Down With the Connected Car!

NEW YORK (TheStreet) -- The latest mega-fad in the automotive business is the so-called connected car. Basically, in a variety of ways, the car is to become one big smartphone, always connected to some service in the network, and remotely monitored. Even self-driving, eventually.

The trend toward the connected car is terribly bad, superfluous and even a danger to our liberties and national security. But I have a solution that could make car companies happy and satisfy different consumers' preferences.

What is this misguided combination of connected car services that are being foisted upon the automotive buyer at a rapidly increasing pace?

  1. Infotainment services. The purpose of these seems to be to copy everything that you're already doing on your smartphone -- but with a multi-year lag.
  2. Assisted driving. The purpose of this category is to approach the self-driving car nirvana step by step over the next decade or two. The car will help you steer, accelerate and brake so that you don't crash into anything or anybody.
  3. Remote monitoring. This means monitoring your car, so that if you have Alzheimer's or can't remember where your car is, you can find it in the parking lot. It also means you can have your car stopped and recovered if it has been stolen.

At a minimum, these new functionalities are being pushed by auto companies who want to sell the consumer new and expensive options. Egged on by semiconductor companies who would like to sell more chips, sensor companies who want a radar, camera and laser poking out of every kind of device under the sun, and envious of the power of the big Internet cloud and social companies such as Google (GOOG) and Facebook (FB), the car companies view the connected car as a new way to sell you a more expensive vehicle.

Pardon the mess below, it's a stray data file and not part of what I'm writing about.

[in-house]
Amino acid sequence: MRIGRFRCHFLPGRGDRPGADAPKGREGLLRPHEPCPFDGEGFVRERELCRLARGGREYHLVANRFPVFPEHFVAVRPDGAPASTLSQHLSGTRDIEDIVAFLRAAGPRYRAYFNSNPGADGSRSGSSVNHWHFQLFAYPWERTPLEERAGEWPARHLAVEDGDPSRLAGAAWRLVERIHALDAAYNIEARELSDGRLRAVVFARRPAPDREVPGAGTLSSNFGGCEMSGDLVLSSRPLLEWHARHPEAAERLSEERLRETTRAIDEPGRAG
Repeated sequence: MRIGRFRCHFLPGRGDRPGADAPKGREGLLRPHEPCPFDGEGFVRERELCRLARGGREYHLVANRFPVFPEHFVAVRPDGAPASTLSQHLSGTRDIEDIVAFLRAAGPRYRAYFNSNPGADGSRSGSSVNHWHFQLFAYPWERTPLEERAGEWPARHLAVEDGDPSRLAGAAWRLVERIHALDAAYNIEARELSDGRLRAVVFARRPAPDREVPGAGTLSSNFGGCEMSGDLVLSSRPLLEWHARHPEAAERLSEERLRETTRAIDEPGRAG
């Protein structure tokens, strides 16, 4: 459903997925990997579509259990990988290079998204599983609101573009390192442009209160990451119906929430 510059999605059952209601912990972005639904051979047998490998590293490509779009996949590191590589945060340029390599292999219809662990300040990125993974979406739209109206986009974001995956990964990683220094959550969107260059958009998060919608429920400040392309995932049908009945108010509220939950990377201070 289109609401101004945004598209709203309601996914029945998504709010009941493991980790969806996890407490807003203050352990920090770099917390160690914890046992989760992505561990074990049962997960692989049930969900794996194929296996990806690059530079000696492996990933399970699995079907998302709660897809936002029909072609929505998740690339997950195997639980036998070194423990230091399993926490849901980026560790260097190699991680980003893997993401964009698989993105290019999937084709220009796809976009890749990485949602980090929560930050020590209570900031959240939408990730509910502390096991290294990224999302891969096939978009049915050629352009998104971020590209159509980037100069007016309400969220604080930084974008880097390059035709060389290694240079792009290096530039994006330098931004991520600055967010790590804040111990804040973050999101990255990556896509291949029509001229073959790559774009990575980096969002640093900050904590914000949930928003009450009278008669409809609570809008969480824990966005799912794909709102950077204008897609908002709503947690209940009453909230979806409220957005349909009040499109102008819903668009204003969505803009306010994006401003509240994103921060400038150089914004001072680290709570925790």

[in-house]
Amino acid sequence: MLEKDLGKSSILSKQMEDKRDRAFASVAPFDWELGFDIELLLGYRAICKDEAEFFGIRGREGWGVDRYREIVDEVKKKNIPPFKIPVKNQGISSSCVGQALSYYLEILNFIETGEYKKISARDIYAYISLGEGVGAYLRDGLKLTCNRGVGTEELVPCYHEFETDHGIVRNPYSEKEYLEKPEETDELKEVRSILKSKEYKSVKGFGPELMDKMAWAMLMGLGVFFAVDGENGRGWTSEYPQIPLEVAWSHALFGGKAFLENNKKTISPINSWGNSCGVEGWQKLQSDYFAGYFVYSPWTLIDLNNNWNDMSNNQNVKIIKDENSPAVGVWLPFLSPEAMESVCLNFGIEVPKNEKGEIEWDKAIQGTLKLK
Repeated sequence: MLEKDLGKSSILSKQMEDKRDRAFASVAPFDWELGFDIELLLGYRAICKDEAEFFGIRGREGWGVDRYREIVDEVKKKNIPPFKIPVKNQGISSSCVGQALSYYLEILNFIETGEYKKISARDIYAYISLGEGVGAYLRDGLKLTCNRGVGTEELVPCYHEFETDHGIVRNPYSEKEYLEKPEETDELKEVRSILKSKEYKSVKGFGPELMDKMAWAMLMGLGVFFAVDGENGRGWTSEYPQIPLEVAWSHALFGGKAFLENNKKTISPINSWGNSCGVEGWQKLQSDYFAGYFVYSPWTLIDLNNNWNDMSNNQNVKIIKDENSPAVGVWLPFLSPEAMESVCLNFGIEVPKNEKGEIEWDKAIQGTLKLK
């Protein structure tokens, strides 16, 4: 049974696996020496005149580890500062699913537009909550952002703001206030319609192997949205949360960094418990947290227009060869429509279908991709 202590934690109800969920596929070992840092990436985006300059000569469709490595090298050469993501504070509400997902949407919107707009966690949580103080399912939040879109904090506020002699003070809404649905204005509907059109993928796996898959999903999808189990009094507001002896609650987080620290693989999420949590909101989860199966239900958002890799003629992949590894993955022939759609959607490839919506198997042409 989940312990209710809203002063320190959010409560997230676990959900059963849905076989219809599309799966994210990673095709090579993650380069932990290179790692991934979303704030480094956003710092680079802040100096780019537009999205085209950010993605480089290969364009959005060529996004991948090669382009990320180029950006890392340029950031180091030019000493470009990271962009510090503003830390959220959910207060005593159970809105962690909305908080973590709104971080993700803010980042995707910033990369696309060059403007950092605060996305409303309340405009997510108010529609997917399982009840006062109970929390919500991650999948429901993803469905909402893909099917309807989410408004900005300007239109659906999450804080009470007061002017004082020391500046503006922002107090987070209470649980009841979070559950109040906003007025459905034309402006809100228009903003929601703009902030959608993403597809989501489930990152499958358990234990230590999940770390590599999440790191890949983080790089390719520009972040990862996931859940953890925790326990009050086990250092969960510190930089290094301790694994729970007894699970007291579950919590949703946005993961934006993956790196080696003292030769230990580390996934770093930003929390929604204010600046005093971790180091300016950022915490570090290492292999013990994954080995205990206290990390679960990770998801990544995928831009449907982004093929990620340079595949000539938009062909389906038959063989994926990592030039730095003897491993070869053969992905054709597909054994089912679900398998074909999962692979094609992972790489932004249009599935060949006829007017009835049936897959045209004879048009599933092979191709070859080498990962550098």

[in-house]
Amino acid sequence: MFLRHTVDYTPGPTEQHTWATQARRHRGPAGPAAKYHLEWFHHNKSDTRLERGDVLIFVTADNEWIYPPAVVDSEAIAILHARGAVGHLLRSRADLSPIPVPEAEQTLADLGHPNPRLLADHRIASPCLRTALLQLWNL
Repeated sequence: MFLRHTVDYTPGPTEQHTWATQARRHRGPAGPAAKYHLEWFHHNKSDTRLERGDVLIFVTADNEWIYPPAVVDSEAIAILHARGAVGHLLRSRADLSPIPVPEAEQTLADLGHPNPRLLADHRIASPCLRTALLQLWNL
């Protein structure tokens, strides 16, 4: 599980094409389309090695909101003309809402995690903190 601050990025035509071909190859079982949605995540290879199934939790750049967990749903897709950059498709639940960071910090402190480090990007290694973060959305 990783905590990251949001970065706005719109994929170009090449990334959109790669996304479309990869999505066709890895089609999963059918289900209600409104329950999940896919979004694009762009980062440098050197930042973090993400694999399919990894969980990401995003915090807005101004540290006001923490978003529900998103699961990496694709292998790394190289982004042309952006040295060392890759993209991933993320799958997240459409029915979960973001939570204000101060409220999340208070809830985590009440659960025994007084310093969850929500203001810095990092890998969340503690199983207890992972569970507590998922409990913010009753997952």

Let me debunk the connected car bubble step by step.

Infotainment Services

We are now being told that every car needs a cellular data modem (4G/LTE) and a built-in computer that can host exactly the same kind of apps and functionalities that my smartphone already has. This is completely redundant even at the outset.

I already have all of these things in my smartphone. Perhaps I want to connect my smartphone to the car's speaker system. That's about it. Why would I want to pay twice for computer hardware, apps and connectivity? I know why AT&T (T) wants me to pay for an additional data plan, but my interests and AT&T's interests are, um, not exactly aligned here.

Plus, the car will also always be hopelessly behind the smartphone in terms of capabilities. The car's infotainment system takes years to develop and bring to market, whereas a new smartphone takes less than a year.

The car companies understand that buyers know their car hardware take longer to upgrade than a smartphone. Therefore, their newest argument is that the car will be software upgradeable. Well, good luck with that! My smartphone doesn't get upgrades for more than two to four years, and then it's time to buy new hardware if you want to run competitive software.

In other words, there comes a point -- long before the car is written off -- where you need to upgrade not just the software, but also the hardware, in order to have a shot at being competitive. Given how a car is engineered, that will not be as easy as it is to pick up Apple's (AAPL) iPhone 6 to replace the iPhone 5.

At a minimum, this stuff will take time and be costly. People are already stretched trying to upgrade their smartphone every two years. The car is made to last a lifetime, although you might only own it three to 15 years.

Another argument that is made is that hands-free devices prevent driver distraction and increase safety. That argument doesn't hold water either. A person knows how to operate his or her smartphone with ease. In contrast, the most distracting thing is to try to learn the car's interface. This is why almost nobody uses the car's interface for anything, given that the smartphone can do the same things so much better anyway.